Copper prices hit one-month lows overnight as worries about demand in top consumer China, coupled with a strong US dollar, triggered a fresh bout of selling amid low liquidity.
Benchmark copper on the London Metal Exchange ended down 0.7 per cent at $US5,686 a tonne.
Earlier prices of the metal used by investors as a gauge of economic health touched $US5,588 a tonne, the lowest since September 3.
Traders expect volumes to stay low this week due to celebrations in China to mark the 70th anniversary of the founding of the People’s Republic.
“Negative investor sentiment has a lot to do with falling prices and the strong (US) dollar is another negative,” said Caroline Bain, chief commodities economist at Capital Economics.
“Copper demand is subdued, but it’s not falling off a cliff, and the supply picture is constrained. Given the fundamentals copper prices should be higher.”
A rising US currency makes US-dollar-denominated commodities such as copper more expensive for holders of other currencies, which potentially could weigh on demand.
This is a relationship used by funds who trade using buy and sell signals generated by numerical models.
China accounts for nearly half of global copper demand, estimated this year at 24 million tonnes.
The United States and China have been locked in an escalating trade conflict for nearly 15 months.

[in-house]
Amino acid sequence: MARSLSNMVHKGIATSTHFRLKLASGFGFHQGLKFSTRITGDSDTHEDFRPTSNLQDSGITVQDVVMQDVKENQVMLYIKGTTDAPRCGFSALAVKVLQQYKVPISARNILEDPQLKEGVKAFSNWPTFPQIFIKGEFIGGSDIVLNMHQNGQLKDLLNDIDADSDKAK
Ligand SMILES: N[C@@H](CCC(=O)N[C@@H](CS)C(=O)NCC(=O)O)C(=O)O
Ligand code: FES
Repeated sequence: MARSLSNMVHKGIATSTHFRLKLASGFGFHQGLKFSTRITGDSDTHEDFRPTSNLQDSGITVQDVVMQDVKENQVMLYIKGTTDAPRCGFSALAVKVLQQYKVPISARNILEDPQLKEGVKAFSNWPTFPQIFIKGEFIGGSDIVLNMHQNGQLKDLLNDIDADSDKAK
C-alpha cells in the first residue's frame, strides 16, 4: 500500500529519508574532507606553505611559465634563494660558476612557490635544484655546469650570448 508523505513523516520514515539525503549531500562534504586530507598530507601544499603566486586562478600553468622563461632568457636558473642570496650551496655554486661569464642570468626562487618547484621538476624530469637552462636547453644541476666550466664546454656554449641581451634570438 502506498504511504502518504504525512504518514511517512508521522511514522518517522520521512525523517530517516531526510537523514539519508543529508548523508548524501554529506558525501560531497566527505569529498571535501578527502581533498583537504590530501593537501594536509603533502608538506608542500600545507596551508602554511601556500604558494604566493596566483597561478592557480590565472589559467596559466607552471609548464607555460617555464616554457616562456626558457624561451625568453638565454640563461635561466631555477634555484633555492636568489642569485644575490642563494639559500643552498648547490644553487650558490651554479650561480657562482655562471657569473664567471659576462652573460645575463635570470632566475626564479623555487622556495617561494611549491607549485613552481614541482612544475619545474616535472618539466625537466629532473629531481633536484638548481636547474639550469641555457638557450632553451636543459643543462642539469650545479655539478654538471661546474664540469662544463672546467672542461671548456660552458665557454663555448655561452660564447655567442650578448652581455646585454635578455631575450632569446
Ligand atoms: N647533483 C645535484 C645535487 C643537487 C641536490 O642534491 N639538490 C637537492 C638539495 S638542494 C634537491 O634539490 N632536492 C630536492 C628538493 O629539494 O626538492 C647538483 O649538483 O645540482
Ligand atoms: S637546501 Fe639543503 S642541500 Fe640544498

They have levied punitive duties on hundreds of billions of dollars of each other’s goods, roiling financial markets and threatening global growth and demand for industrial metals.
US manufacturing activity tumbled to a more than 10-year low in September as lingering trade tensions weighed on exports, further heightening concerns of a sharp economic slowdown in the third quarter.
Prices of the metal earlier touched $US1,713.50 a tonne, the lowest since January 2017, as worries about demand from the transport and packaging industries dominated sentiment.
Aluminium gained 1.1 per cent to $US1,740 a tonne.
The premium for the cash over the three-month contract was last at $US205, matching the peak on September 20 which was the highest since April 2009.
The rise has been fuelled by concern about availability of the stainless steel ingredient on the LME, where stocks around 152,000 tonnes are near historical lows.
Reinforcing that are cancelled nickel warrants – metal earmarked for delivery – at 64 per cent of the total.
Three-month nickel added 1.0 per cent to $US17,220 a tonne.
Zinc was down 3.0 per cent to $US2,305, lead fell 1.8 per cent to $US2,096 and tin rose 2.0 per cent to $US16,250.